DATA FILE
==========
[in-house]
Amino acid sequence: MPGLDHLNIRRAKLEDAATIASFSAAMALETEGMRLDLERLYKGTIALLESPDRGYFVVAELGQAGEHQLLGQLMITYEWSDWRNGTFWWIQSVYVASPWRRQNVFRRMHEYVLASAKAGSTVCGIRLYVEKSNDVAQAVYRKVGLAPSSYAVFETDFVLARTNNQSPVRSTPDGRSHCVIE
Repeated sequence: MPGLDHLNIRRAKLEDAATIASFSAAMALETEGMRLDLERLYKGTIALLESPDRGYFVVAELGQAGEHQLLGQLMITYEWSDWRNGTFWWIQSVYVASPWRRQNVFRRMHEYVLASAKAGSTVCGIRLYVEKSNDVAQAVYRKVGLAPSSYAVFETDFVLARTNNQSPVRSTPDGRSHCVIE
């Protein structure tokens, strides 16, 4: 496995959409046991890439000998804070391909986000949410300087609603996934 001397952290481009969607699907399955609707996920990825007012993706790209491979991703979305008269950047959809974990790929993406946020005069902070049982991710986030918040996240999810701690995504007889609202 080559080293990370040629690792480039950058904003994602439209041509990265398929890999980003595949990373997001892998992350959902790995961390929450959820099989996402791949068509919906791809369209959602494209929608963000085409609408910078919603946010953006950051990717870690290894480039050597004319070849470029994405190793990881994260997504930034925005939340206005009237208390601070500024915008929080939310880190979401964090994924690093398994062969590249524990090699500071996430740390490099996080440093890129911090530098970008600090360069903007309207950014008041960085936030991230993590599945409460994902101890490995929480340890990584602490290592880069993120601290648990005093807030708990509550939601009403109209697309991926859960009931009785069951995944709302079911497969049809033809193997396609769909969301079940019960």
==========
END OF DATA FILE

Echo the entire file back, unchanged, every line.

[in-house]
Amino acid sequence: MPGLDHLNIRRAKLEDAATIASFSAAMALETEGMRLDLERLYKGTIALLESPDRGYFVVAELGQAGEHQLLGQLMITYEWSDWRNGTFWWIQSVYVASPWRRQNVFRRMHEYVLASAKAGSTVCGIRLYVEKSNDVAQAVYRKVGLAPSSYAVFETDFVLARTNNQSPVRSTPDGRSHCVIE
Repeated sequence: MPGLDHLNIRRAKLEDAATIASFSAAMALETEGMRLDLERLYKGTIALLESPDRGYFVVAELGQAGEHQLLGQLMITYEWSDWRNGTFWWIQSVYVASPWRRQNVFRRMHEYVLASAKAGSTVCGIRLYVEKSNDVAQAVYRKVGLAPSSYAVFETDFVLARTNNQSPVRSTPDGRSHCVIE
């Protein structure tokens, strides 16, 4: 496995959409046991890439000998804070391909986000949410300087609603996934 001397952290481009969607699907399955609707996920990825007012993706790209491979991703979305008269950047959809974990790929993406946020005069902070049982991710986030918040996240999810701690995504007889609202 080559080293990370040629690792480039950058904003994602439209041509990265398929890999980003595949990373997001892998992350959902790995961390929450959820099989996402791949068509919906791809369209959602494209929608963000085409609408910078919603946010953006950051990717870690290894480039050597004319070849470029994405190793990881994260997504930034925005939340206005009237208390601070500024915008929080939310880190979401964090994924690093398994062969590249524990090699500071996430740390490099996080440093890129911090530098970008600090360069903007309207950014008041960085936030991230993590599945409460994902101890490995929480340890990584602490290592880069993120601290648990005093807030708990509550939601009403109209697309991926859960009931009785069951995944709302079911497969049809033809193997396609769909969301079940019960």